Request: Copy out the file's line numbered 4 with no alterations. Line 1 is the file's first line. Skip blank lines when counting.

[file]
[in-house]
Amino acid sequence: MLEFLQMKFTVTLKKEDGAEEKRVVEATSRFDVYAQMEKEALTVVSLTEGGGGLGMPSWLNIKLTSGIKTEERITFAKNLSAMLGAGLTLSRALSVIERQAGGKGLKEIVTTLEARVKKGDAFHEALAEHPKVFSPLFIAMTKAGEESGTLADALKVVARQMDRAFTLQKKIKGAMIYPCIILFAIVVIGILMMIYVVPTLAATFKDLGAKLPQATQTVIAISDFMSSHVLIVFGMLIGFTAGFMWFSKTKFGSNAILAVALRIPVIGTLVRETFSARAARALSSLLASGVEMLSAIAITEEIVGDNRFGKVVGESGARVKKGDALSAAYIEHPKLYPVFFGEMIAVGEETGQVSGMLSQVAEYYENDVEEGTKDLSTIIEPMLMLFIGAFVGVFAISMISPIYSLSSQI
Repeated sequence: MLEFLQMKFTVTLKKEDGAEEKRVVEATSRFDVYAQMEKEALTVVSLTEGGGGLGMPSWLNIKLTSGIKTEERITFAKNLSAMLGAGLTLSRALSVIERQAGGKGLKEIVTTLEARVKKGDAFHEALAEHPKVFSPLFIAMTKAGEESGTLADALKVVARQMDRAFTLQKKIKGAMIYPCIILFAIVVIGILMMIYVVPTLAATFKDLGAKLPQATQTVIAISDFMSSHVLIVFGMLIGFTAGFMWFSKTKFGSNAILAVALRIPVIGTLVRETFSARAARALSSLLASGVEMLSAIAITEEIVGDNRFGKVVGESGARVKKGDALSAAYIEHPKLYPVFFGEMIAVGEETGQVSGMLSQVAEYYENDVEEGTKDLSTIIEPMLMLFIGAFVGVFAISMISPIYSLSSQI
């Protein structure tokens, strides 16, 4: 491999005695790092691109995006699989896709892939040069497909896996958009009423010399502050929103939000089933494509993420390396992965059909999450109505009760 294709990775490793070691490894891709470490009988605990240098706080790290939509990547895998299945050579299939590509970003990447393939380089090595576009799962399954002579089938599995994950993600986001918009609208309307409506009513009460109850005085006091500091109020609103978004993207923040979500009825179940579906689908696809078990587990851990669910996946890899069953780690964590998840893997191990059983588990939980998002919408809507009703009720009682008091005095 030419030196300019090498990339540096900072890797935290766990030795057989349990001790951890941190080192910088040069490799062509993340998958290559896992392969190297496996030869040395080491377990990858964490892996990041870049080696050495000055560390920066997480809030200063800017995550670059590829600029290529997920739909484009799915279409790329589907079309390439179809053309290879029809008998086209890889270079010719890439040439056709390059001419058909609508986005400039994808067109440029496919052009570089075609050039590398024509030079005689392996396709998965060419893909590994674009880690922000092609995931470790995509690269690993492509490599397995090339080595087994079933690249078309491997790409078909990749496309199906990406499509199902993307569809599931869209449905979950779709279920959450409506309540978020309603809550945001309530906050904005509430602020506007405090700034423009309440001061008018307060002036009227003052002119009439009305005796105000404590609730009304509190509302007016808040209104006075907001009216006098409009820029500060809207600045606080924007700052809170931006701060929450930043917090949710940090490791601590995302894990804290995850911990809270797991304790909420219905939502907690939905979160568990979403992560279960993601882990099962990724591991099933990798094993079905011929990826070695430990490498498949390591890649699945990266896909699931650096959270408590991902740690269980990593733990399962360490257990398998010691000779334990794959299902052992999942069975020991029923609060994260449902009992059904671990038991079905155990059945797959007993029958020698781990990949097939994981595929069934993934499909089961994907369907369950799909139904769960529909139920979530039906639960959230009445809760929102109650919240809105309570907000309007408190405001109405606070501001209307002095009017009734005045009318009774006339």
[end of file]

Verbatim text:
């Protein structure tokens, strides 16, 4: 491999005695790092691109995006699989896709892939040069497909896996958009009423010399502050929103939000089933494509993420390396992965059909999450109505009760 294709990775490793070691490894891709470490009988605990240098706080790290939509990547895998299945050579299939590509970003990447393939380089090595576009799962399954002579089938599995994950993600986001918009609208309307409506009513009460109850005085006091500091109020609103978004993207923040979500009825179940579906689908696809078990587990851990669910996946890899069953780690964590998840893997191990059983588990939980998002919408809507009703009720009682008091005095 030419030196300019090498990339540096900072890797935290766990030795057989349990001790951890941190080192910088040069490799062509993340998958290559896992392969190297496996030869040395080491377990990858964490892996990041870049080696050495000055560390920066997480809030200063800017995550670059590829600029290529997920739909484009799915279409790329589907079309390439179809053309290879029809008998086209890889270079010719890439040439056709390059001419058909609508986005400039994808067109440029496919052009570089075609050039590398024509030079005689392996396709998965060419893909590994674009880690922000092609995931470790995509690269690993492509490599397995090339080595087994079933690249078309491997790409078909990749496309199906990406499509199902993307569809599931869209449905979950779709279920959450409506309540978020309603809550945001309530906050904005509430602020506007405090700034423009309440001061008018307060002036009227003052002119009439009305005796105000404590609730009304509190509302007016808040209104006075907001009216006098409009820029500060809207600045606080924007700052809170931006701060929450930043917090949710940090490791601590995302894990804290995850911990809270797991304790909420219905939502907690939905979160568990979403992560279960993601882990099962990724591991099933990798094993079905011929990826070695430990490498498949390591890649699945990266896909699931650096959270408590991902740690269980990593733990399962360490257990398998010691000779334990794959299902052992999942069975020991029923609060994260449902009992059904671990038991079905155990059945797959007993029958020698781990990949097939994981595929069934993934499909089961994907369907369950799909139904769960529909139920979530039906639960959230009445809760929102109650919240809105309570907000309007408190405001109405606070501001209307002095009017009734005045009318009774006339």